Integrated Exports, Madras. In view of certain raid conducted by the Directorate of Revenue Intelligence in the premises of the appellant with regard to the said hop pellets, they came to know that there was certain investigation being conducted by the Customs Department with reference to the said consignment of hop pellets. Since the appellant was a bona fide purchaser in the ordinary course of its business, it made enquiries with M/s. Integrated Exports as to the legality of the import of said hop pellets. They were informed by the said Integrated Exports as per their letter dated 11.2.1992 that the consignments from which the appellant was supplied the hop pellets were the subject-matter of certain proceedings initiated under Section 111(d) of the Customs Act, 1962 (for short the Act) and after the said adjudication made by the Department at the time of import, the goods in question were redeemed by them on payment of redemption fine. Hence, after the said redemption the importation had become licit and there could be no problem with the purchase of hop pellets made by the appellant. However, in the meantime, the appellant received a show-cause notice dated 24.3.1992 wherein it was stated that the import of the entire consignment of hop pellets made by the importers, a part whereof was purchased by the appellant, was also in contravention of Section 111(m) of the Act. Hence, the appellant was asked to show cause why the hop pellets purchased by it not be confiscated and action taken for imposition of penalty under Section 112(b) of the Act. The appellant filed its reply wherein, inter alia, it pleaded before the Collector of Customs, Cochin, who had issued the show cause notice, that they are bona fide purchasers of the goods in question in the normal course of their business and they had come to know that the goods in question was the subject-matter of an earlier proceeding under Section 111(d) of the Act; consequent to which the goods in question were released on payment of redemption fine and the purchase made by them was subsequent to the said redemption order made under Section 125(2) of the Act. Therefore, it is impermissible to subject the same goods for confiscation for a second time and further subject it to a fresh levy of redemption fine, penalty or duty. The appellant had also contended that since it is only a purchaser from an importer who had redeemed the goods under Section 125(2) of the Act, hence there could be no liability which could be fastened to it. In regard to duty payable, if any; at the most action could be taken under Section 28 of the Act against the importer for recovery of duty either not levied or short-levied. The contention of the appellant was rejected by the Collector who vide his order dated 25.11.1992 released the goods by imposing a redemption fine totalling Rs. 3.25 lacs which was appropriated from the securities furnished by the appellant during the course of the proceedings. Being aggrieved by the said order of the Collector, the appellant preferred appeals before the Customs, Excise & Gold (Control) Appellate Tribunal, Madras (for short the tribunal) wherein the appellant raised the following contentions :- (1) The goods had already been confiscated under Section 111(d) and the same could not be confiscated second time over under Section 111(m). (2) Duty could not be demanded from the appellants as the provisions of Section 28 of the Customs Act, 1962 were available for demanding duty from the importers. 2(a) Proceedings could not have been drawn against the appellants without the issue of show cause notice to the importers. (3) Duty could not be demanded from the appellants as there was no order of confiscation in respect of the goods under Section 111(m) of the Customs Act, 1962. (4) Differential duty could not be fastened on the appellants for reason of being owner of the goods when the provisions of Section 28 are available for demand of duty from the importers.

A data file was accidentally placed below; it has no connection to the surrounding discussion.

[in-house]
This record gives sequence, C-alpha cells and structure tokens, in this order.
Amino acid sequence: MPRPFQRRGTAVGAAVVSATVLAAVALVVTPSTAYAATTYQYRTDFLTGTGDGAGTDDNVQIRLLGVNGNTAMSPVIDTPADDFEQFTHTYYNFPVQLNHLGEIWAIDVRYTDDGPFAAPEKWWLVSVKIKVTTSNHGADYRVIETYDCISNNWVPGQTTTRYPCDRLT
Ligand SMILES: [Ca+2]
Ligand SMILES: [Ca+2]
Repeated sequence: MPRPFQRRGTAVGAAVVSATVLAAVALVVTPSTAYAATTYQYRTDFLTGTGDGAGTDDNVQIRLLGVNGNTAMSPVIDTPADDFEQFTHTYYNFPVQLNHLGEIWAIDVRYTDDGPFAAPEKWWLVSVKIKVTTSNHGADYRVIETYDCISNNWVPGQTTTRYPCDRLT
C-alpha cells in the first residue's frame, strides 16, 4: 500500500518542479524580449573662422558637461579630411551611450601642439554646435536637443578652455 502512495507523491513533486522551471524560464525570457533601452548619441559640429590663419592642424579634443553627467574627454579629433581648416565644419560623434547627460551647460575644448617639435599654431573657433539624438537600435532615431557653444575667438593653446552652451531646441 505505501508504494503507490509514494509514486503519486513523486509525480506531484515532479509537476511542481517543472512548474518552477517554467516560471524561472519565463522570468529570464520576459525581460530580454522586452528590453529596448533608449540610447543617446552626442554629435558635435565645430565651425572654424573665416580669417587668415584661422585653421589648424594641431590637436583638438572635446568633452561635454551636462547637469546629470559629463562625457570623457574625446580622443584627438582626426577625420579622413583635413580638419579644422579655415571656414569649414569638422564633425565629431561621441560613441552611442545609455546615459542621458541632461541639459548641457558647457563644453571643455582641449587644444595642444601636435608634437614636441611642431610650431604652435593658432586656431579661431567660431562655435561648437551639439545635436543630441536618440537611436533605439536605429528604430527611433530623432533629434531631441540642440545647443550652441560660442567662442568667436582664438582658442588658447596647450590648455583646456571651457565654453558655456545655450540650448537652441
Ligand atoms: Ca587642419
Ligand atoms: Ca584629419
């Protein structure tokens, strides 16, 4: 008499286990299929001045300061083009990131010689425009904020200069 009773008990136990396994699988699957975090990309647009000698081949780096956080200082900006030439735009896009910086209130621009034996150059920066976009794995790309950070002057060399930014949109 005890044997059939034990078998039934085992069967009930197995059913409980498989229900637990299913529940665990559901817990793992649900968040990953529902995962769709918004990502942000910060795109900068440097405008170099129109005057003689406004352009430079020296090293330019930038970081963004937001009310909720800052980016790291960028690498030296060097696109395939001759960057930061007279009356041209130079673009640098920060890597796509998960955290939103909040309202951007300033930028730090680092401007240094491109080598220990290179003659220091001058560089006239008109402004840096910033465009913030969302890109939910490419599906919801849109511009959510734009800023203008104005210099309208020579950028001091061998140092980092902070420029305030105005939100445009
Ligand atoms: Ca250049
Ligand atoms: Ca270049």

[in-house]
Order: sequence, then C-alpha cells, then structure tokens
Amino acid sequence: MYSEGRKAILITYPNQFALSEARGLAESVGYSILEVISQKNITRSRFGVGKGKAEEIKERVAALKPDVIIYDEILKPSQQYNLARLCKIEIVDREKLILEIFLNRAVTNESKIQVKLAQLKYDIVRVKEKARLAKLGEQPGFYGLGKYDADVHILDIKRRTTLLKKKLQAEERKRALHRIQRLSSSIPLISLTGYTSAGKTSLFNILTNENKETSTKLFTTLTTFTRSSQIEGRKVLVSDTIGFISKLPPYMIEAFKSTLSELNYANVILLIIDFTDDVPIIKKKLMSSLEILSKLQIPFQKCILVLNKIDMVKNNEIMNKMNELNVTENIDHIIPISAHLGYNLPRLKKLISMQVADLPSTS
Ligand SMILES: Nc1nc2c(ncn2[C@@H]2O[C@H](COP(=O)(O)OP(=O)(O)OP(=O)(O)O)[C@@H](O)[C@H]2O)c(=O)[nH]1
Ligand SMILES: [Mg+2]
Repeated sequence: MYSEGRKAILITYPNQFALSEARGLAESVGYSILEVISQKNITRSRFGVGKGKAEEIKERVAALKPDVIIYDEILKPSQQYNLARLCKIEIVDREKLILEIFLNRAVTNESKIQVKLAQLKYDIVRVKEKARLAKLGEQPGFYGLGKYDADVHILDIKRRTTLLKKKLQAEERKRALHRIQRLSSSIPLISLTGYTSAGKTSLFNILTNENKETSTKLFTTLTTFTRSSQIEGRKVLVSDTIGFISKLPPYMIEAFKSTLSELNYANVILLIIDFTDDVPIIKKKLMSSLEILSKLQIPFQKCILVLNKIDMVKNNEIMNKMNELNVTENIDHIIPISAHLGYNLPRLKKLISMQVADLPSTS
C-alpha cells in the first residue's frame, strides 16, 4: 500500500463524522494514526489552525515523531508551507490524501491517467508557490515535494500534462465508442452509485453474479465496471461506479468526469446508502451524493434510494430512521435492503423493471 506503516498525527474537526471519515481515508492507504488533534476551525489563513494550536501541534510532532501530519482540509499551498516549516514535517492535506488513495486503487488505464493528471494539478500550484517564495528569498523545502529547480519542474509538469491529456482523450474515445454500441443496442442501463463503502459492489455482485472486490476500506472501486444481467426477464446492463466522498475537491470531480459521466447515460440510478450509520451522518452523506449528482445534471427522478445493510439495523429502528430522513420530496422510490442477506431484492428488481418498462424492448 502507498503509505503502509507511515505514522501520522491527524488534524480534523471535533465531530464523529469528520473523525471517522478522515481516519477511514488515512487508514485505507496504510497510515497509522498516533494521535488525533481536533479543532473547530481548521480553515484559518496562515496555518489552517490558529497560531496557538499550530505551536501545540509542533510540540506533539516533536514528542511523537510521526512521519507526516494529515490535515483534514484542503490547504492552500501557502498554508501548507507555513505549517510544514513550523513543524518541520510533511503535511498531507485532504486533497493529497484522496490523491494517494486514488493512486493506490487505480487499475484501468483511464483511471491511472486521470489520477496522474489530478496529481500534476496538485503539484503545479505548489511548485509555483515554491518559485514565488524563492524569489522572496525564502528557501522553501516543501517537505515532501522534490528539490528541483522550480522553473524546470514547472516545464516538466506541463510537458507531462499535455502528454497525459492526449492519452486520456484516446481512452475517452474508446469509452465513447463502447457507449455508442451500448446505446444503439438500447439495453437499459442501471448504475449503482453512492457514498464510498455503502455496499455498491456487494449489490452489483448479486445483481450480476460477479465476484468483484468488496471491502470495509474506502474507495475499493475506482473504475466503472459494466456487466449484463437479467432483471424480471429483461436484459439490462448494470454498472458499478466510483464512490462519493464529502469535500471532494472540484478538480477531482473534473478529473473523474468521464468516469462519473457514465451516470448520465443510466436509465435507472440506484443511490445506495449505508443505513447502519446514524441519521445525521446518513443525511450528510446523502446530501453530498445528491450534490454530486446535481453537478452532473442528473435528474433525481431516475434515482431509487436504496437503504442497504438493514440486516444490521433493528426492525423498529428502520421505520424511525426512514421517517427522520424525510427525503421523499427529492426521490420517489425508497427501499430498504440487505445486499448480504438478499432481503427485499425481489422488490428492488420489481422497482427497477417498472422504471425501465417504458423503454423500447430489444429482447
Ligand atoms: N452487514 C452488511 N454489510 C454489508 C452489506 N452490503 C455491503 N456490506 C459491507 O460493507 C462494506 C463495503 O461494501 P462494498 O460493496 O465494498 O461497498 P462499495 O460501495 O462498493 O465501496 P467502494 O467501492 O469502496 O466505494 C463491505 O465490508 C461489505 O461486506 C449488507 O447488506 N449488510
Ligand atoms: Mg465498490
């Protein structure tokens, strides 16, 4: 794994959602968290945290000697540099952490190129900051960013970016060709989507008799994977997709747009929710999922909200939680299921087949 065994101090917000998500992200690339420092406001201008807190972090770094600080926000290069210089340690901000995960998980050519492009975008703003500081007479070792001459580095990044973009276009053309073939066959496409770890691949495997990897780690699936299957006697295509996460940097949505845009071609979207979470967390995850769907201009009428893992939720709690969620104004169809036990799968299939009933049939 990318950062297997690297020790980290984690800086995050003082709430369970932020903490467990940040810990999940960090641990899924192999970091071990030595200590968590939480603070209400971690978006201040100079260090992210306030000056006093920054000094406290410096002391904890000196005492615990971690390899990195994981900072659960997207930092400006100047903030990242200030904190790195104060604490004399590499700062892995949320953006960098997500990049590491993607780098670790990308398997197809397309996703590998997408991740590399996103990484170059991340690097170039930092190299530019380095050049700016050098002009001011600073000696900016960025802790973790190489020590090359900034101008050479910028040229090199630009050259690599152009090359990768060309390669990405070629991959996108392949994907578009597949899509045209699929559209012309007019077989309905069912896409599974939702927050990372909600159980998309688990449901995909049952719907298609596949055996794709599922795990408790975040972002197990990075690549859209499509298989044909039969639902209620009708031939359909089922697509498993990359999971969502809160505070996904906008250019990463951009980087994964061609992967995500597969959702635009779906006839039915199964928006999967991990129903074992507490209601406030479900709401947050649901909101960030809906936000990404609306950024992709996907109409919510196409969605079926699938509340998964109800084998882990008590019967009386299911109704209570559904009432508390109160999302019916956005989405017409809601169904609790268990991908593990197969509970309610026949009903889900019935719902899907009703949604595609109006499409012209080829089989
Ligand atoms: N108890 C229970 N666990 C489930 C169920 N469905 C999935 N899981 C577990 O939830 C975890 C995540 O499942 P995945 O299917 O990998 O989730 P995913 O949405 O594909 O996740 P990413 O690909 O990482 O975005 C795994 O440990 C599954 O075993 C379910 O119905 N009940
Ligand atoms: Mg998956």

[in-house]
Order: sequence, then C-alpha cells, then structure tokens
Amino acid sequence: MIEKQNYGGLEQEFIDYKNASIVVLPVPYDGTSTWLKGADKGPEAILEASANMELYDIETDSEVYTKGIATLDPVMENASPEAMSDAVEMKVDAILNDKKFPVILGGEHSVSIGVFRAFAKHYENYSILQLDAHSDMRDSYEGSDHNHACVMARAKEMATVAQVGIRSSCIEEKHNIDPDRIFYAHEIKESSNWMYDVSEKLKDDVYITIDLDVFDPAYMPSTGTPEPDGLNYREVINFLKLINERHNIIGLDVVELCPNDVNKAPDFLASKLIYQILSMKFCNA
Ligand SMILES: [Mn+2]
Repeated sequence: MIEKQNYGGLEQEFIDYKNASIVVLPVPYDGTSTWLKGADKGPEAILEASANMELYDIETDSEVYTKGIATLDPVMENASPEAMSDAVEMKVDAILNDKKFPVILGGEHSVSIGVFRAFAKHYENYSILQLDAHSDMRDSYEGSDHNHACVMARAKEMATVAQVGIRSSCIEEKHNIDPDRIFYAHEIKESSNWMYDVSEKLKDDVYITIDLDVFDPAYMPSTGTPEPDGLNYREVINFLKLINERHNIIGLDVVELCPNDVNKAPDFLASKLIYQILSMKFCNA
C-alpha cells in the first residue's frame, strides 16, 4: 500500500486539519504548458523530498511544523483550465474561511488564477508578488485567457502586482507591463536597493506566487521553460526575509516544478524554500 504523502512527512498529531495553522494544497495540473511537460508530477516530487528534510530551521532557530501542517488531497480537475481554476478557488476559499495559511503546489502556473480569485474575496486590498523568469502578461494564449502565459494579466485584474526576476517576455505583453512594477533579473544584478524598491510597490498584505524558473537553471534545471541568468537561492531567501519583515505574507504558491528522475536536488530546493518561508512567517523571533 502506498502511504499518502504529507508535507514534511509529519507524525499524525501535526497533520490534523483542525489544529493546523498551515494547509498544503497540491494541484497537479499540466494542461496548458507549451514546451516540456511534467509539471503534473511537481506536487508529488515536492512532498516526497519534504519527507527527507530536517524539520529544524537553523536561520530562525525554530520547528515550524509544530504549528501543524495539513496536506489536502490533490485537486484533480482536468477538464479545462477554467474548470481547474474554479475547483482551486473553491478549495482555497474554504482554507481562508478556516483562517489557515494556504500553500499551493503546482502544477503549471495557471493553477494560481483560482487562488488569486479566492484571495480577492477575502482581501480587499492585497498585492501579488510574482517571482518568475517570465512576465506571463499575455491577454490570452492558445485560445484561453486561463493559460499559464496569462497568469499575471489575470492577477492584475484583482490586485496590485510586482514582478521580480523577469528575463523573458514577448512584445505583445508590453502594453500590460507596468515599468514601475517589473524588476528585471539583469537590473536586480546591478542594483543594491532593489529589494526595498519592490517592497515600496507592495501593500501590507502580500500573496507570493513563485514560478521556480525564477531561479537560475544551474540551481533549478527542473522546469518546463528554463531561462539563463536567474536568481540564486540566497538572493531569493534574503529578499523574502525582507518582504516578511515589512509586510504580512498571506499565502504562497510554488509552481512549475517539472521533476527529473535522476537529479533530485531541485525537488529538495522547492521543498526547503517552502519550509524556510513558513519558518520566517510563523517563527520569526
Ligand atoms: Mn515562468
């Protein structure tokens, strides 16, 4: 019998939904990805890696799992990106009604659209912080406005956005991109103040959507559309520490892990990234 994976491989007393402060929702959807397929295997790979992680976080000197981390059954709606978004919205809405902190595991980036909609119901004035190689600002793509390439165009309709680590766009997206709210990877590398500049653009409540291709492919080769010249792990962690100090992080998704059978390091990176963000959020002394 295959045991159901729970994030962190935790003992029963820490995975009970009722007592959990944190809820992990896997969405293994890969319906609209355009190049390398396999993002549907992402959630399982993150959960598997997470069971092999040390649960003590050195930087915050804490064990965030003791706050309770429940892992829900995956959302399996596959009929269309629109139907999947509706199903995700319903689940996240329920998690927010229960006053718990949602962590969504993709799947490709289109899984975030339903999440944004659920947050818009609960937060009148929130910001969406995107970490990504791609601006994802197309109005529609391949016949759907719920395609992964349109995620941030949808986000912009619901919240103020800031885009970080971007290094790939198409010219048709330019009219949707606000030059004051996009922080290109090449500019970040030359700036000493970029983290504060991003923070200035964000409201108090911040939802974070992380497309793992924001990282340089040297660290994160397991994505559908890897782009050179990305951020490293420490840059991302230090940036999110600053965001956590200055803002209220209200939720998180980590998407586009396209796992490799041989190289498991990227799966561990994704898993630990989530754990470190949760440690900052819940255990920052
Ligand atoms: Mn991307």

On behalf of the Department it was argued before the tribunal that after the goods in question were released on payment of redemption fine, it was found as a result of the investigation that the said goods were heavily undervalued.